In celebration of Black History Month, we’ve compiled a longlist of recommendations split it into three articles: what to read, listen & watch.
In part one, we have compiled 20 non-fiction and fiction reads, including poetry, young adult fiction, novels, essays, memoirs and more. These are all by brilliant Black authors, thinkers, visionaries and creators – we’re sure you’ll find something perfect for you!
1. I Am Not Your Baby Mother by Candice Braithwaite
Candice started blogging about motherhood in 2016 after making the simple but powerful observation that the way motherhood is portrayed in the British media is wholly unrepresentative of our society at large.The result is this thought-provoking, urgent and inspirational guide to life as a black mother.
2. To Exist Is To Resist – Black Feminism in Europe edited by Akwugo Emejulu and Francesca Sobande
This book brings together activists, artists and scholars of colour to show how Black feminism and Afrofeminism are being practiced in Europe today, exploring their differing social positions in various countries, and how they organise and mobilise to imagine a Black feminist Europe.
3. Homie by Danez Smith
A homage to friendship, Smith’s poetry collection covers the search for joy and intimacy in a time where both are scarce. In a country overrun by violence, xenophobia and disparity, and in their body defined by race, queerness, and diagnosis, it can be hard to survive and even harder to remember reasons for living. But then the phone lights up, or a shout comes from family — blood and chosen — with moments of redemption.
4. Hood feminism by Mikki Kendall
In her searing collection of essays, Mikki Kendall takes aim at the legitimacy of the modern feminist movement arguing that it has chronically failed to address the needs of all but a few women. Drawing on her own experiences with hunger, violence, and hypersexualization, along with incisive commentary on politics, pop culture, mental health, and more, Hood Feminism delivers an irrefutable indictment of a movement in flux.
5. Homegoing by Yaa Gyasi
Ghana, eighteenth century: two half sisters are born into different villages, each unaware of the other. One will marry an Englishman and lead a life of comfort in the palatial rooms of the Cape Coast Castle. The other will be captured in a raid on her village, imprisoned in the very same castle and sold into slavery.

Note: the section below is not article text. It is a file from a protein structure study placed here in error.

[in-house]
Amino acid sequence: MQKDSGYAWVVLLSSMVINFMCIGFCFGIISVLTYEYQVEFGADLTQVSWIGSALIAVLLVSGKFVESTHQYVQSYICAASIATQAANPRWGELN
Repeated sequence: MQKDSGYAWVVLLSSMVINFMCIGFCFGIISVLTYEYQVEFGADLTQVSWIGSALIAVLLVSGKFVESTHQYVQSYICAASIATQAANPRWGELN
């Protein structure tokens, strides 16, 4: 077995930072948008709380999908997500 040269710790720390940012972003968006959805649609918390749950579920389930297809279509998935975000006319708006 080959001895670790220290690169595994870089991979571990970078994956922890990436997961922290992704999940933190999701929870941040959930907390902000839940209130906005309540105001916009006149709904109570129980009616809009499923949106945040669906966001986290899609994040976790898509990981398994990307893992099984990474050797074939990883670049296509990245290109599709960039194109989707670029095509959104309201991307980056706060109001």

6. Luster by Raven Leilani
Edie’s messing up in her dead-end admin job in her all-white office, is sleeping with all the wrong men, and has failed at the only thing that meant anything to her, painting. And then she meets Eric, a white, middle-aged archivist with a suburban family, including a wife who has sort-of-agreed to an open marriage and an adopted black daughter who has no one to show her how to do her hair. As if her life wasn’t already hard enough, Edie finds herself falling head-first into Eric’s home and family.
7. I Will Not Be Erased by gal-dem
In this thought-provoking and moving collection of fourteen essays, gal-dem’s writers use raw material from their teenage years – diaries, poems and chat histories – to give advice to their younger selves and those growing up today. These essays tackle important subjects including race, gender, mental health and activism.
8. Black and British by David Olusoga
In this vital re-examination of a shared history, historian and broadcaster, David Olusoga, tells the rich and revealing story of the long relationship between the British Isles and the people of Africa and the Caribbean.
9. Felix Ever After by Kacen Callender
Felix Love has never been in love – and, yes, he’s painfully aware of the irony. He desperately wants to know what it’s like, but even though he is proud of his identity, Felix also secretly fears that he’s one marginalization too many – Black, queer, and transgender – to ever get his own happily-ever-after. So when an anonymous student begins sending him transphobic messages, Felix comes up with a plan for revenge. What he didn’t count on: his catfish scenario landing him in a quasi-love triangle.
10. Feminism, Interrupted by Lolo Olufemi
Lola Olufemi explores state violence against women, the fight for reproductive justice, transmisogyny, gendered Islamophobia and solidarity with global struggles, showing that the fight for gendered liberation can change the world for everybody – especially when we refuse to think of it solely as women’s work.